Every two or three hours we drove to the bakery, parked out back and checked on the progress of our roasting pig.
The blue gas flame gave just enough light for us to see the pig slowly rolling past our eyes.
By four or five o’clock the pig had cooked to a dark, rich, golden color. It didn’t need to be roasted any longer.
When the roasting shelf was level with the door we turned the motor off.
The heat escaping through the open oven door felt like a warm fragrant wind bringing with it the combined smells of garlic and onion and basil and rosemary, cloves and beneath it all the subtle smell of apple cider.
My dad used a pair of iron tongs to pull the iron skillet to the edge of the roasting shelf. We wore thick insulated mittens to lift the pig and skillet from the oven.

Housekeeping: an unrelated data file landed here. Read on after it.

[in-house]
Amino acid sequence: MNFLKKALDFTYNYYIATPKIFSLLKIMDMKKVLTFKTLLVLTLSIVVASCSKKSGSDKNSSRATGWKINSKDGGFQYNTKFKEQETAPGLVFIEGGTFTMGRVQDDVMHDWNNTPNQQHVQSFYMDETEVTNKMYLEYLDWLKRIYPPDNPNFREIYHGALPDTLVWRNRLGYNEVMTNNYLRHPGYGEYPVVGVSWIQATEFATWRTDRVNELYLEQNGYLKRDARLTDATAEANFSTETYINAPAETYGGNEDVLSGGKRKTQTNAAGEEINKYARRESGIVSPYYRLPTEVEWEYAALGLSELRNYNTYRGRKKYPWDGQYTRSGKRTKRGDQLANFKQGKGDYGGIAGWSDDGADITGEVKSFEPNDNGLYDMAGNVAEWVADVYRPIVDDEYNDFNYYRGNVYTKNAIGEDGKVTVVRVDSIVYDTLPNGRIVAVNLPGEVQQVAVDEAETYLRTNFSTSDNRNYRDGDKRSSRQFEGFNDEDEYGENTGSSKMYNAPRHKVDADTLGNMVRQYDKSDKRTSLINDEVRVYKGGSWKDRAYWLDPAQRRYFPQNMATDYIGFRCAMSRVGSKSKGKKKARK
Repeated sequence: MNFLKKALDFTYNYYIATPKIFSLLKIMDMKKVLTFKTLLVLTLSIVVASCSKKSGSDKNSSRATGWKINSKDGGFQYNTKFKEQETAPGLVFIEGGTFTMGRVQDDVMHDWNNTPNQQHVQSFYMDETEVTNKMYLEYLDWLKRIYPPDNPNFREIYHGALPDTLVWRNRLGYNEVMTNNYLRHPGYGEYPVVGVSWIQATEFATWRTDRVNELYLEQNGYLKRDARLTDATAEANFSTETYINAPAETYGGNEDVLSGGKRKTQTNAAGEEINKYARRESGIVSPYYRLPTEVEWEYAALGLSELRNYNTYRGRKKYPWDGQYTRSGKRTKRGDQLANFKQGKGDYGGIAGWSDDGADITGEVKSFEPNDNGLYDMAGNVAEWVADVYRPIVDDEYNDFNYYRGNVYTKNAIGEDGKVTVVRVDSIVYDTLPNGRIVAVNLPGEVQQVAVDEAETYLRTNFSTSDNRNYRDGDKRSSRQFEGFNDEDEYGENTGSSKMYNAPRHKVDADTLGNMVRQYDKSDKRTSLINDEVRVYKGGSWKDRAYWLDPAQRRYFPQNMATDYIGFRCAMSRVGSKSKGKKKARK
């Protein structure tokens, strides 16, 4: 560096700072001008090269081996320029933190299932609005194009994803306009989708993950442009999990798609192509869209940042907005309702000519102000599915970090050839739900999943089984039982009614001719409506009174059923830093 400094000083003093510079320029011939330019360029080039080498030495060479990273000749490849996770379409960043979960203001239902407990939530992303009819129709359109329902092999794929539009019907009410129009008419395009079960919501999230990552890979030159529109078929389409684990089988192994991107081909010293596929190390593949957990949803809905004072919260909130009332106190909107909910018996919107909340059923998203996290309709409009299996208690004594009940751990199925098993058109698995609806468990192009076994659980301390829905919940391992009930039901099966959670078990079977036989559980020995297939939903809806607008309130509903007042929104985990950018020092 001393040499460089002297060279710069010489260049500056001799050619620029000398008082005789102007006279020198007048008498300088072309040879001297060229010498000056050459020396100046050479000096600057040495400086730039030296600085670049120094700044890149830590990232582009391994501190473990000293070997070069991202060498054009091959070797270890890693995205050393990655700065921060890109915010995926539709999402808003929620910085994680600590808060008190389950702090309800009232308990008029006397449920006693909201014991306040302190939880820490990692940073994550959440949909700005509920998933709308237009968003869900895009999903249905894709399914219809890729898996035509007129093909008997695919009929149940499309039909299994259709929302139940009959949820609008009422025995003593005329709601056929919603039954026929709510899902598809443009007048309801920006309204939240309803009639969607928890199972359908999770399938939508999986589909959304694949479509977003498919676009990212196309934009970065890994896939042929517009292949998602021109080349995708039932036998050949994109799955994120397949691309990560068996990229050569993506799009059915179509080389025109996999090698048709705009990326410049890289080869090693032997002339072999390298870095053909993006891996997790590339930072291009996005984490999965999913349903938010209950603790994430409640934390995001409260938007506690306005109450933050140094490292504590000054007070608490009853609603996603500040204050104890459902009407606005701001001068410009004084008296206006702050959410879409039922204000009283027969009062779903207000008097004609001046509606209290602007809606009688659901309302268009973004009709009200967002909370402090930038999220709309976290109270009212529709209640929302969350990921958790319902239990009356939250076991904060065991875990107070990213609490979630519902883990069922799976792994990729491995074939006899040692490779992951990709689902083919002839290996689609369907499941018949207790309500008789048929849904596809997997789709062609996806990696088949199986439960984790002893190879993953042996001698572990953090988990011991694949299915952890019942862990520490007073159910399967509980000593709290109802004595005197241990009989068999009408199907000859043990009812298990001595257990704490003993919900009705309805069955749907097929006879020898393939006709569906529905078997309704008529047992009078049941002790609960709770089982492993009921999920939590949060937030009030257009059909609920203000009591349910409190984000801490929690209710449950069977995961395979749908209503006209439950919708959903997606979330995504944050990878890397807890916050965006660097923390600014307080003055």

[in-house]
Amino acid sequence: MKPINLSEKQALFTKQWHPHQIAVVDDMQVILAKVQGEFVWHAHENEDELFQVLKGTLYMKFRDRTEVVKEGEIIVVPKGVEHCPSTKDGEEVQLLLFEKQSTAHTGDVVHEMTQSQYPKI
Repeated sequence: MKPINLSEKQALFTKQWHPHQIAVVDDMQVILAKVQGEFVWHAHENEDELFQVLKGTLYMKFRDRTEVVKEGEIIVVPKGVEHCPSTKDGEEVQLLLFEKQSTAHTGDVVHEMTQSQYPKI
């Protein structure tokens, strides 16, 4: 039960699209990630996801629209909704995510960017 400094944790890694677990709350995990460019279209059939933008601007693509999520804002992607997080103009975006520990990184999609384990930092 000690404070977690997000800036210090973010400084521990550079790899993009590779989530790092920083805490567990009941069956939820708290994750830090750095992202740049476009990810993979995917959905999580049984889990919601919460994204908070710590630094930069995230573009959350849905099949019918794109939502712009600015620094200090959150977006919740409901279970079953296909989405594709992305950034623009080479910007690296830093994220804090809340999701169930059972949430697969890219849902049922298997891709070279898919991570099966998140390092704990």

The skin on the red apple in the pigs mouth was wrinkled but there weren’t any holes … so we knew hot apple juice had been steaming inside the pig.
We put the pig on top of blankets in the trunk of the car. We didn’t want to spill any of the rich delicious juice that my grandmother would make into ham gravy.
We put a tent of alumium foil over the pig to keep it warm.
While driving home we laughed about having a ‘pig in a blanket’ in the trunk of the car.